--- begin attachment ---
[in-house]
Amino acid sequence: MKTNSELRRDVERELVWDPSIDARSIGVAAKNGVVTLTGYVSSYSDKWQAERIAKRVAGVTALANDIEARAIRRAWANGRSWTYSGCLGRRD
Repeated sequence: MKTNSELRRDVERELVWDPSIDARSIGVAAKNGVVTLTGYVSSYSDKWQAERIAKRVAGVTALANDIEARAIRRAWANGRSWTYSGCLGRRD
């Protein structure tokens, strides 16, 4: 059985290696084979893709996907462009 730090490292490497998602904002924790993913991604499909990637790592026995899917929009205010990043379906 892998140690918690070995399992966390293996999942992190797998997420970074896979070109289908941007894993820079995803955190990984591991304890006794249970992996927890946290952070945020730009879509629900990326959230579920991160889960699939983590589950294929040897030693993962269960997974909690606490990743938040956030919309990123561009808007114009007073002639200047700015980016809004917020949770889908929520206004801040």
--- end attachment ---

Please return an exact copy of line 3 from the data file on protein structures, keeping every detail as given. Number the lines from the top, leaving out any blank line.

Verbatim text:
Repeated sequence: MKTNSELRRDVERELVWDPSIDARSIGVAAKNGVVTLTGYVSSYSDKWQAERIAKRVAGVTALANDIEARAIRRAWANGRSWTYSGCLGRRD